SLAC's LAT Instrument Science Operations Center Prepares for the GLAST Launch
As part of their preparations for GLAST's May 16th launch, LAT collaborators rehearsed data-taking shifts with simulated data.
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GLAST spacecraft in Florida
GLAST Spacecraft Arrives in Florida to Prepare for Launch
NASA's GLAST spacecraft arrived Tuesday at the Astrotech payload processing facility near the Kennedy Space Center to begin final preparations for launch.
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the United Launch Alliance Delta II first stage is revealed
Revealing the Delta Rocket That Will be Used to Launch the Gamma-Ray Large Area Space Telescope in May.
In Hangar M on Cape Canaveral Air Force Station in Florida, the United Launch Alliance Delta II first stage is revealed after the cover was removed from the truck that delivered it.
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The GLAST shipping container enters the NRL high
GLAST Satellite Unwrapped for the Holidays
The Naval Research Laboratory in Washington received a wonderful present this year: NASA's Gamma-ray Large Area Space Telescope.
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Artist conception of GLAST
GLAST Satellite Arrives at Naval Research Lab for Testing
The Gamma-ray Large Area Space Telescope has arrived for its final round of testing at the Naval Research Laboratory (NRL) in Washington.
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image of the moon
GLAST Will Have a Check-Up by the Light of the Moon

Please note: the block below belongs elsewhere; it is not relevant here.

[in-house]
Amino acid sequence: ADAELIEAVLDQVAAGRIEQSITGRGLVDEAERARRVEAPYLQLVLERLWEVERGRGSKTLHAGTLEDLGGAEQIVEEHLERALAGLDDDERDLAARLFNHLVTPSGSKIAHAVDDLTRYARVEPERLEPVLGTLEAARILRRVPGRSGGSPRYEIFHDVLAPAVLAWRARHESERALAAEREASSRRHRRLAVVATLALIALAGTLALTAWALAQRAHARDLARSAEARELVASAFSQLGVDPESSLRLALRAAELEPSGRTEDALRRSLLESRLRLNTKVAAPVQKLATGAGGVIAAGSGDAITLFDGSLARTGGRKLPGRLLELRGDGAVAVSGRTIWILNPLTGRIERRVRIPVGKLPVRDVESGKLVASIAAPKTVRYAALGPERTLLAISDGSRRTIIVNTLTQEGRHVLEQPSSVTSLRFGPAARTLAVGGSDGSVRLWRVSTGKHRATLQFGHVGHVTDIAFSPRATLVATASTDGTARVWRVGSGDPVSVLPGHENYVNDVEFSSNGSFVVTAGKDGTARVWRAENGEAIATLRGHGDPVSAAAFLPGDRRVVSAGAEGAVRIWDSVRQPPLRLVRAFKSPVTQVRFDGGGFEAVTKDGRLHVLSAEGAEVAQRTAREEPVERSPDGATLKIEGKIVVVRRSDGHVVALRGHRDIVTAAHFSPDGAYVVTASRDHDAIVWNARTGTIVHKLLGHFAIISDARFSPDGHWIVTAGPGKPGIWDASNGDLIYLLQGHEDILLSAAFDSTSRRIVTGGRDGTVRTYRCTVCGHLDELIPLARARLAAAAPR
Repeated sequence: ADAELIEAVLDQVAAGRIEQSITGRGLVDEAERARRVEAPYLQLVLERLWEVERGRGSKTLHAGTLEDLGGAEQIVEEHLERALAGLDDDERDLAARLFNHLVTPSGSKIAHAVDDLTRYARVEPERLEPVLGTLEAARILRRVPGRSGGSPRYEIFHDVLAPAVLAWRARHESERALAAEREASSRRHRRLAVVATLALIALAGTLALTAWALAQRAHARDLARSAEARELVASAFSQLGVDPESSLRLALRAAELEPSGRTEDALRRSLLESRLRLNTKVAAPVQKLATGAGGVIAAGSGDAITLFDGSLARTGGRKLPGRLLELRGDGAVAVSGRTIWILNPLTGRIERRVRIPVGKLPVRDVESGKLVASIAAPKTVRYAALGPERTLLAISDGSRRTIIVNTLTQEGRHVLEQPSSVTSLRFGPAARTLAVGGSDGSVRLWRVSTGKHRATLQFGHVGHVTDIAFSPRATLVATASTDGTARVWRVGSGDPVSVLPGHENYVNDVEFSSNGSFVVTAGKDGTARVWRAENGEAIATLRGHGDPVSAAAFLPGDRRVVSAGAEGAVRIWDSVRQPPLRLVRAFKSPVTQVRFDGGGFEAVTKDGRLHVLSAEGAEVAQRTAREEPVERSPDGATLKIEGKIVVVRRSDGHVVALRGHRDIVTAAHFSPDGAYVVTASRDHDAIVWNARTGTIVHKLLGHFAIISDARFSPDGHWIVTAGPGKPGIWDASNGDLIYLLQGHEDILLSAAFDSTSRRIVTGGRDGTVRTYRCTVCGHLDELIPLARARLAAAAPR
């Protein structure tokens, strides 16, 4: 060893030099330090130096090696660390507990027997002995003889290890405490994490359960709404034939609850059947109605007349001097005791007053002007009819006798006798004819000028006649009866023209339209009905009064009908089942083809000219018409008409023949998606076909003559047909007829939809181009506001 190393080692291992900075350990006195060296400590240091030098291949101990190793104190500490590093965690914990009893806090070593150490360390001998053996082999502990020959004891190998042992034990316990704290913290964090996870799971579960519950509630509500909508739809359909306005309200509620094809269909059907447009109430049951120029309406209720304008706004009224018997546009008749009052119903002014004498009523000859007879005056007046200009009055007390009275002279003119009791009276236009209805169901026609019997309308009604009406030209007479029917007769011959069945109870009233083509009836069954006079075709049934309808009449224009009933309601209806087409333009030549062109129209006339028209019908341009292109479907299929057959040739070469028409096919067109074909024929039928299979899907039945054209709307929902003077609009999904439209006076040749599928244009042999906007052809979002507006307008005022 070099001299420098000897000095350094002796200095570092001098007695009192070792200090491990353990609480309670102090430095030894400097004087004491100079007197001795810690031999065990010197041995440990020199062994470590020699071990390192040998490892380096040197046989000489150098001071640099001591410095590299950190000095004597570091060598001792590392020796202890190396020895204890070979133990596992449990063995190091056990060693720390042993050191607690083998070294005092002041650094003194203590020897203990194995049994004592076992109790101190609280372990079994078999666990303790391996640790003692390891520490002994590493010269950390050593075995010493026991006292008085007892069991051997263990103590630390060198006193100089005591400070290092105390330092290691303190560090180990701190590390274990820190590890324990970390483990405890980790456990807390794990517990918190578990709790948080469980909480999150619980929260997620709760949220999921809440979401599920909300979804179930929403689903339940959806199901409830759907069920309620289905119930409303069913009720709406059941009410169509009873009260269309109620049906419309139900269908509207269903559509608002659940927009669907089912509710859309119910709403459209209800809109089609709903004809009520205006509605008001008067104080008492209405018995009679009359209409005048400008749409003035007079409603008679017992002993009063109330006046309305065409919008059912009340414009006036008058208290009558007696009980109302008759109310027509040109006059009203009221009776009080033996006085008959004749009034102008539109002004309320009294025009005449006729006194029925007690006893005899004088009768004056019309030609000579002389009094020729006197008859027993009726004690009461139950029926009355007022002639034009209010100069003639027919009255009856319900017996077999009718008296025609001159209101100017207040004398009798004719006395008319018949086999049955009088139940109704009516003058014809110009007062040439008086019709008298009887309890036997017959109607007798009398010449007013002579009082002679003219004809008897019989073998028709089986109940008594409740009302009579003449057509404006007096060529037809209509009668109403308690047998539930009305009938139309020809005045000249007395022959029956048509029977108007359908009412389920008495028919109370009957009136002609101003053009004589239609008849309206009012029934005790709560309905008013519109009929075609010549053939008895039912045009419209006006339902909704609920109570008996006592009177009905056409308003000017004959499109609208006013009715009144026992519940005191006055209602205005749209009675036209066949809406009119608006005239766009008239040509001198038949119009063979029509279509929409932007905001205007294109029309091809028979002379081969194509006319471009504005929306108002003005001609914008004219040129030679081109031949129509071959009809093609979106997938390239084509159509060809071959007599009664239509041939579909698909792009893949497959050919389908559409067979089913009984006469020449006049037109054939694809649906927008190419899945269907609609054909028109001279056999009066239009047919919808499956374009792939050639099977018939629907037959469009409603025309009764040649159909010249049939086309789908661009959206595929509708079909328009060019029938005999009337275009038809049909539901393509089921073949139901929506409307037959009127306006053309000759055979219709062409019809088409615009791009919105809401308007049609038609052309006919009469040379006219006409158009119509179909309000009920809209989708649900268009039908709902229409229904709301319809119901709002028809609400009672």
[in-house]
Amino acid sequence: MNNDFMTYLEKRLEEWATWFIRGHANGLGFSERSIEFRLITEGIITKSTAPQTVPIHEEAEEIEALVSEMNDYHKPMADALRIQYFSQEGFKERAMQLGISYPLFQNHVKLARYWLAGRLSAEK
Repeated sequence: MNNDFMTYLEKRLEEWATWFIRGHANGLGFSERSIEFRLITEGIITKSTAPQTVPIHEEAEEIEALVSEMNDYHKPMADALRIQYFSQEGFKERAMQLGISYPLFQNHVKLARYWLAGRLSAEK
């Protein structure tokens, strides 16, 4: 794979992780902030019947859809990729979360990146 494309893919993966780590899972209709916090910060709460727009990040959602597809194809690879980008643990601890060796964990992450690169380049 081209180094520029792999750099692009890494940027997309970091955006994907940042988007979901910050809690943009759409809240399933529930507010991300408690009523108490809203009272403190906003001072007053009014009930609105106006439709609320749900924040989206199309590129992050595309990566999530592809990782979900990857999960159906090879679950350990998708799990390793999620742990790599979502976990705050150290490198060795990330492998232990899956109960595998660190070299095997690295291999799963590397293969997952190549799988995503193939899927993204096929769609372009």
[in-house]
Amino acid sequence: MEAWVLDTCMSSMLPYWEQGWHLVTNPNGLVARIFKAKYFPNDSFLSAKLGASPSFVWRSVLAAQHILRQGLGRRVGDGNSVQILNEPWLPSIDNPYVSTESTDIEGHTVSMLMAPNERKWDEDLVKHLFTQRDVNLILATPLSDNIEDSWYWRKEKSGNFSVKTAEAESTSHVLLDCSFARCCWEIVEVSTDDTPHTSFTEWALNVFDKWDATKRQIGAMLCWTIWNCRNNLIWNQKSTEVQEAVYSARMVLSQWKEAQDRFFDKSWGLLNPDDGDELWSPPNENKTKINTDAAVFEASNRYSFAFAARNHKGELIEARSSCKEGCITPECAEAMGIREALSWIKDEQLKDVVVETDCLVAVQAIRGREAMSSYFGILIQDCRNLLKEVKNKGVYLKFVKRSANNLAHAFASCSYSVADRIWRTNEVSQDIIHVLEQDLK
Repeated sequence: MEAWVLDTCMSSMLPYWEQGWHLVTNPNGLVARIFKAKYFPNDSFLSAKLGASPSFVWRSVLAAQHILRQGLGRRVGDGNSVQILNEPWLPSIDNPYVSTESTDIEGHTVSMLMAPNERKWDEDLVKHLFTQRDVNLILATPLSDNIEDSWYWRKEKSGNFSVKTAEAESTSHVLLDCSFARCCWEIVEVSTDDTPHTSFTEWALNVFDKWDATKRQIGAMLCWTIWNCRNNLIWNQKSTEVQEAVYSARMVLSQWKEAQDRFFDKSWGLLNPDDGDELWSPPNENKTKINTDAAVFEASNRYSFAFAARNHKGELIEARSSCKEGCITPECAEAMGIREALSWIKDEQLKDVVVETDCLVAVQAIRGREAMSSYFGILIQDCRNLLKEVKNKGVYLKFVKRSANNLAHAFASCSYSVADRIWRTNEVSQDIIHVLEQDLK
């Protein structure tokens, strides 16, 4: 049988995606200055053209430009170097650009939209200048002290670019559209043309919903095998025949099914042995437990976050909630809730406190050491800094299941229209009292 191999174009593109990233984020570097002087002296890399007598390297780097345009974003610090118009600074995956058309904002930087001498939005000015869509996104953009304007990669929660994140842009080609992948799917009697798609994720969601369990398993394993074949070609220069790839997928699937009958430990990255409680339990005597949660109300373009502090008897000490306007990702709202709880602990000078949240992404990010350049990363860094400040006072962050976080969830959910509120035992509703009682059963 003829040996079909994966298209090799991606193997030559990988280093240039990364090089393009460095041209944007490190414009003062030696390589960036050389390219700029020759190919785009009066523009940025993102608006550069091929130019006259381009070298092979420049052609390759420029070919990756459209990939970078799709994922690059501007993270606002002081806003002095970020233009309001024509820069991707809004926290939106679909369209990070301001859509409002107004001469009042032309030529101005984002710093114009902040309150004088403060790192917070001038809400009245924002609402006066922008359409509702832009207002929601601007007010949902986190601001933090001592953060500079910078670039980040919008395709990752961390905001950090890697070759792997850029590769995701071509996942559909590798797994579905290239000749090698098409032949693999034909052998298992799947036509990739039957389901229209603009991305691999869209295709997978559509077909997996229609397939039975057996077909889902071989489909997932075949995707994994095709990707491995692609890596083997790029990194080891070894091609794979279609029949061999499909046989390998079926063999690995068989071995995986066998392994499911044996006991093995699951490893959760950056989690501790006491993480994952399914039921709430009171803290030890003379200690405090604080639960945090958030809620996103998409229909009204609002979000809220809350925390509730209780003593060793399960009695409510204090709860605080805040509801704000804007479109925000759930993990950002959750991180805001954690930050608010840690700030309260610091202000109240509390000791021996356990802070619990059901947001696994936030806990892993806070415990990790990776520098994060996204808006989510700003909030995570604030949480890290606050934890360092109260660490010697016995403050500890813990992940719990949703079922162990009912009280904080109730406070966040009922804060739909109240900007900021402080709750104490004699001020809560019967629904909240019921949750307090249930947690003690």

The gently glowing moon is more than just a pretty ball in the sky—for gamma-ray astronomers, the moon could become a unique target for calibrating instruments such as the Gamma-ray Large Area Space Telescope (GLAST).
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image of the Hobby-Eberly Telescope
GLAST's Dance Card Begins to Fill: With CGRaBS and Blazars
The Gamma-ray Large Area Space Telescope (GLAST) is scheduled for launch early next year, and although it will observe a great variety of interesting high-energy sources, one type of object in particular is expected to dominate the gamma-ray sky: a special class of active galactic nuclei known as "blazars."
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GLAST Large Area Telescope rehearsal
GLAST Collaborators Rehearse Launch Activities
During the week of October 8, 2007, the researchers and engineers who will operate the LAT and analyze its data rehearsed the activities they will undertake to activate and checkout the instrument during its first 60 days of orbit.
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LAT Team members receive award
GLAST's LAT Team Members Receive Award at NASA
On Friday, October 19, 2007, the Large Area Telescope (LAT) Project awarded certificates of appreciation to the 58 members of the LAT Environmental Test team.